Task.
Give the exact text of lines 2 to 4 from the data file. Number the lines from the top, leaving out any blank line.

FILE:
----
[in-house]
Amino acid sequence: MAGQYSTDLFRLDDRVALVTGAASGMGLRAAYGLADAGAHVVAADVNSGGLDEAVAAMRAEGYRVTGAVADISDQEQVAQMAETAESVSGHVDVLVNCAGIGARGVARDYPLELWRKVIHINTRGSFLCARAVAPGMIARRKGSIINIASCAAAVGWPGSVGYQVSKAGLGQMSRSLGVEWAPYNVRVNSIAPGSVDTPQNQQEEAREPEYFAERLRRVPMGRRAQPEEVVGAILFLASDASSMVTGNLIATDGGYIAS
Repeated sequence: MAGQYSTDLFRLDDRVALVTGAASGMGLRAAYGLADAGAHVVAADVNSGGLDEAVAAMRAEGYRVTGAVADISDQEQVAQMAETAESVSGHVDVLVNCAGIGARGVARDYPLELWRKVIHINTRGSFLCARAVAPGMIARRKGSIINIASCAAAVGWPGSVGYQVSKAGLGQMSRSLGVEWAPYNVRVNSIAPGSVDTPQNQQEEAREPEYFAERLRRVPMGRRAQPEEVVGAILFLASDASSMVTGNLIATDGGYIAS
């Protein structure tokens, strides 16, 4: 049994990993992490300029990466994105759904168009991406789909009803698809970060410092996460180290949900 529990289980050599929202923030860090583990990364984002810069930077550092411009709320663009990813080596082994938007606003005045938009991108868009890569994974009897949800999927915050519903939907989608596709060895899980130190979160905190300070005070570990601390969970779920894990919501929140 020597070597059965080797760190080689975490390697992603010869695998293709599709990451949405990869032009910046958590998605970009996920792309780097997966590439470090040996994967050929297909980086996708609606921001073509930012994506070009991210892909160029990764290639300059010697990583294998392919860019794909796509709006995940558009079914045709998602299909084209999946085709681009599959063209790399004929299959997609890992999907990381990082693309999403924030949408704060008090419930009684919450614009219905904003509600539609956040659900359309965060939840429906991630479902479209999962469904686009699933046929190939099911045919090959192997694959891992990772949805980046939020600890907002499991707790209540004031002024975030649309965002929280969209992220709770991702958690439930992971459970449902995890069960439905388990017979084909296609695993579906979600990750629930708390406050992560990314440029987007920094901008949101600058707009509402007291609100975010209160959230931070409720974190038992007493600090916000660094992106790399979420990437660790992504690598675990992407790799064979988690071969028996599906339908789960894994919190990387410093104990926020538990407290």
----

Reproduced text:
Amino acid sequence: MAGQYSTDLFRLDDRVALVTGAASGMGLRAAYGLADAGAHVVAADVNSGGLDEAVAAMRAEGYRVTGAVADISDQEQVAQMAETAESVSGHVDVLVNCAGIGARGVARDYPLELWRKVIHINTRGSFLCARAVAPGMIARRKGSIINIASCAAAVGWPGSVGYQVSKAGLGQMSRSLGVEWAPYNVRVNSIAPGSVDTPQNQQEEAREPEYFAERLRRVPMGRRAQPEEVVGAILFLASDASSMVTGNLIATDGGYIAS
Repeated sequence: MAGQYSTDLFRLDDRVALVTGAASGMGLRAAYGLADAGAHVVAADVNSGGLDEAVAAMRAEGYRVTGAVADISDQEQVAQMAETAESVSGHVDVLVNCAGIGARGVARDYPLELWRKVIHINTRGSFLCARAVAPGMIARRKGSIINIASCAAAVGWPGSVGYQVSKAGLGQMSRSLGVEWAPYNVRVNSIAPGSVDTPQNQQEEAREPEYFAERLRRVPMGRRAQPEEVVGAILFLASDASSMVTGNLIATDGGYIAS
């Protein structure tokens, strides 16, 4: 049994990993992490300029990466994105759904168009991406789909009803698809970060410092996460180290949900 529990289980050599929202923030860090583990990364984002810069930077550092411009709320663009990813080596082994938007606003005045938009991108868009890569994974009897949800999927915050519903939907989608596709060895899980130190979160905190300070005070570990601390969970779920894990919501929140 020597070597059965080797760190080689975490390697992603010869695998293709599709990451949405990869032009910046958590998605970009996920792309780097997966590439470090040996994967050929297909980086996708609606921001073509930012994506070009991210892909160029990764290639300059010697990583294998392919860019794909796509709006995940558009079914045709998602299909084209999946085709681009599959063209790399004929299959997609890992999907990381990082693309999403924030949408704060008090419930009684919450614009219905904003509600539609956040659900359309965060939840429906991630479902479209999962469904686009699933046929190939099911045919090959192997694959891992990772949805980046939020600890907002499991707790209540004031002024975030649309965002929280969209992220709770991702958690439930992971459970449902995890069960439905388990017979084909296609695993579906979600990750629930708390406050992560990314440029987007920094901008949101600058707009509402007291609100975010209160959230931070409720974190038992007493600090916000660094992106790399979420990437660790992504690598675990992407790799064979988690071969028996599906339908789960894994919190990387410093104990926020538990407290």